Africa Business Communities

[Nigeria Business Week] Andrea Ayemoba: The 'ember' months performance review

The end of year (fondly referred to as ‘ember months’) tends to bring about anxieties of different sorts among Nigerians – prices run higher, certain goods get scarce, long lines form at gas stations, the dry season affects food production and availability, and on and on it goes. This does take away from the natural joy that Nigerians feel as they see another year roll by – Christmas and New Year are a big deal. Running parallel with the celebrations is the inevitable reflection of the year’s performance in economic terms. Have fewer or more jobs been created than was the case last year? Is food production higher? Have more (successful) startups emerged?

The answers differ, depending on who you ask. Government agencies show reduced inflation, but the food prices continue to climb. Local and efficient food generation is key to solving this, and the Africa Development Bank is unrelenting it its effort to further Nigeria’s agro-industrial food processing system.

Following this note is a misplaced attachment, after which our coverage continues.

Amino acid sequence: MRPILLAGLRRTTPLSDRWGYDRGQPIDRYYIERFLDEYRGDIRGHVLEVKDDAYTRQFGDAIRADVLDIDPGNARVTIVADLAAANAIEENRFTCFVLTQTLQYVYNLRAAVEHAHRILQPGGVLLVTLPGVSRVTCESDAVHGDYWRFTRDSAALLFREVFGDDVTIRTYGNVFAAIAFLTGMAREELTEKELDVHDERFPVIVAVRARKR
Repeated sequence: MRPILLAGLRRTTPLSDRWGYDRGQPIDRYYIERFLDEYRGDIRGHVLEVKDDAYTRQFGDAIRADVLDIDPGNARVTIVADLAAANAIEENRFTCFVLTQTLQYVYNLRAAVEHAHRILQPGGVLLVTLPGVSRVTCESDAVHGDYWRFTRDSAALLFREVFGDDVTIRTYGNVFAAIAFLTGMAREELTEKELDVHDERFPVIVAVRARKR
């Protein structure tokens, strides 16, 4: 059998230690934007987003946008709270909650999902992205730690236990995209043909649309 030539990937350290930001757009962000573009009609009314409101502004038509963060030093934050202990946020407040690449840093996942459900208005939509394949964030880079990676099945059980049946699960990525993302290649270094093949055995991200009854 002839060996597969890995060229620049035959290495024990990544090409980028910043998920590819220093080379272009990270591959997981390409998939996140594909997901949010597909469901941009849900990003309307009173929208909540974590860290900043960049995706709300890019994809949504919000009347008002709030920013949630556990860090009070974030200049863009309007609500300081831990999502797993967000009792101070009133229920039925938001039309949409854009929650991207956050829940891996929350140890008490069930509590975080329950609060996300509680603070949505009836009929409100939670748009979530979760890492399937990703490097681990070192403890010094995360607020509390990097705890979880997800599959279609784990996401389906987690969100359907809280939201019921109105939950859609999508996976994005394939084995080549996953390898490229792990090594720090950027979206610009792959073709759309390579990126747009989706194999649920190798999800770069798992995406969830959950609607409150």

International organizations have their own analysis too. The World Bank experts disclose a startling portion of the population lacking banking services. The Bank is also concerned about Nigeria’s agro-climatic resilience – a direct cause for the decline in crop productivity – and has laid out a substantial credit to mitigate desertification.

More climate concerns have emerged from Europe, with France working with the Federal Government to mitigate carbon exposure and effects in the country. 

As to the question of startups, Nigeria is undoubtedly thriving, porting the highest number of startups in Africa in 2020. The tech environment has proved to be a profitable one to venture capitalists and international investors. An African fintech software company this week launched its payment processing platform in Lagos. 

Trade and commerce also saw some activity, with India and Nigeria reaching a commercial agreement, and China and Turkey in negotiations for the same. 

As we said last week, toward year end, Nigeria is gets more centered on food production and agriculture than ever. But other matters rise to the surface. Insurance, for example, is garnering some interest on a federal level, as well as the return of looted treasures to Nigeria. These processes are long and take time to bear fruit, but the ember months bring with them renewed energy and optimism for the year to come.

Andrea Ayemoba is a Senior Editor at Africa Business Communities.


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